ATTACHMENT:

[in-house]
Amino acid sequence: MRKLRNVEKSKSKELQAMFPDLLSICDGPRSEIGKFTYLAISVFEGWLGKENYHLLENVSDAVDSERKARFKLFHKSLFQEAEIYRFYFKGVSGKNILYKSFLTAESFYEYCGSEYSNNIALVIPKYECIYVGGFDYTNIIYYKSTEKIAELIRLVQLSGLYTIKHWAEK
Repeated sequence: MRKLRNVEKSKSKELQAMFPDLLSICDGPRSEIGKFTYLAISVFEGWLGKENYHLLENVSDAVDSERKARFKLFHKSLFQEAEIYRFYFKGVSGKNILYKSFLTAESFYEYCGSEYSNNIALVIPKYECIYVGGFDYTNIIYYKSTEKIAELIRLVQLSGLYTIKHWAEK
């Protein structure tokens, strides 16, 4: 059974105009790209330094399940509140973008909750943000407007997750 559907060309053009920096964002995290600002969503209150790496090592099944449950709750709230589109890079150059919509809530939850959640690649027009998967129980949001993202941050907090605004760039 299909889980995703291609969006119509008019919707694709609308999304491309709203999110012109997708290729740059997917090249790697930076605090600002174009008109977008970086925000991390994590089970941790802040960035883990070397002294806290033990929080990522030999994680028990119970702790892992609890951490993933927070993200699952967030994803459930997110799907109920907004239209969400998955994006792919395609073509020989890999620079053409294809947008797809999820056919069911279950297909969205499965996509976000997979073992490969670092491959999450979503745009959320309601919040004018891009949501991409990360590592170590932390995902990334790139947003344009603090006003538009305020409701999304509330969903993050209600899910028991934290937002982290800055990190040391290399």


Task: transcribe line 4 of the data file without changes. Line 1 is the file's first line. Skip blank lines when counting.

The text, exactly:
């Protein structure tokens, strides 16, 4: 059974105009790209330094399940509140973008909750943000407007997750 559907060309053009920096964002995290600002969503209150790496090592099944449950709750709230589109890079150059919509809530939850959640690649027009998967129980949001993202941050907090605004760039 299909889980995703291609969006119509008019919707694709609308999304491309709203999110012109997708290729740059997917090249790697930076605090600002174009008109977008970086925000991390994590089970941790802040960035883990070397002294806290033990929080990522030999994680028990119970702790892992609890951490993933927070993200699952967030994803459930997110799907109920907004239209969400998955994006792919395609073509020989890999620079053409294809947008797809999820056919069911279950297909969205499965996509976000997979073992490969670092491959999450979503745009959320309601919040004018891009949501991409990360590592170590932390995902990334790139947003344009603090006003538009305020409701999304509330969903993050209600899910028991934290937002982290800055990190040391290399």